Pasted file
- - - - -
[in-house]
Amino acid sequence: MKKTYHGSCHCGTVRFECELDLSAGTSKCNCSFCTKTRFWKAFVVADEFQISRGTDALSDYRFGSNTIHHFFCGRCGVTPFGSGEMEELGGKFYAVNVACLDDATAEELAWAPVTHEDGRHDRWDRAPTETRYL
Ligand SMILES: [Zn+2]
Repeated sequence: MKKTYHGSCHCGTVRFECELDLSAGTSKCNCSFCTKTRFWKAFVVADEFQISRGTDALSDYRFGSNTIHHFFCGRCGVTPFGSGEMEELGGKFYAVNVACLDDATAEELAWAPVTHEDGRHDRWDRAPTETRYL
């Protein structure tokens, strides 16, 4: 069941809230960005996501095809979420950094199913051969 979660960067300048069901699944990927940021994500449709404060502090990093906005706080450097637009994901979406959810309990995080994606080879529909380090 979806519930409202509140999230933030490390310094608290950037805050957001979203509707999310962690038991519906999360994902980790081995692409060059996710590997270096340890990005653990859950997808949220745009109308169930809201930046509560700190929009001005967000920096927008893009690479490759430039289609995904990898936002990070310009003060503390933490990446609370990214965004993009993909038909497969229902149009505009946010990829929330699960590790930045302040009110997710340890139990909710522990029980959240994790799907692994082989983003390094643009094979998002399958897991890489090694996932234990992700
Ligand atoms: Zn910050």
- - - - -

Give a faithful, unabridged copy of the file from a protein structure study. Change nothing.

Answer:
[in-house]
Amino acid sequence: MKKTYHGSCHCGTVRFECELDLSAGTSKCNCSFCTKTRFWKAFVVADEFQISRGTDALSDYRFGSNTIHHFFCGRCGVTPFGSGEMEELGGKFYAVNVACLDDATAEELAWAPVTHEDGRHDRWDRAPTETRYL
Ligand SMILES: [Zn+2]
Repeated sequence: MKKTYHGSCHCGTVRFECELDLSAGTSKCNCSFCTKTRFWKAFVVADEFQISRGTDALSDYRFGSNTIHHFFCGRCGVTPFGSGEMEELGGKFYAVNVACLDDATAEELAWAPVTHEDGRHDRWDRAPTETRYL
């Protein structure tokens, strides 16, 4: 069941809230960005996501095809979420950094199913051969 979660960067300048069901699944990927940021994500449709404060502090990093906005706080450097637009994901979406959810309990995080994606080879529909380090 979806519930409202509140999230933030490390310094608290950037805050957001979203509707999310962690038991519906999360994902980790081995692409060059996710590997270096340890990005653990859950997808949220745009109308169930809201930046509560700190929009001005967000920096927008893009690479490759430039289609995904990898936002990070310009003060503390933490990446609370990214965004993009993909038909497969229902149009505009946010990829929330699960590790930045302040009110997710340890139990909710522990029980959240994790799907692994082989983003390094643009094979998002399958897991890489090694996932234990992700
Ligand atoms: Zn910050």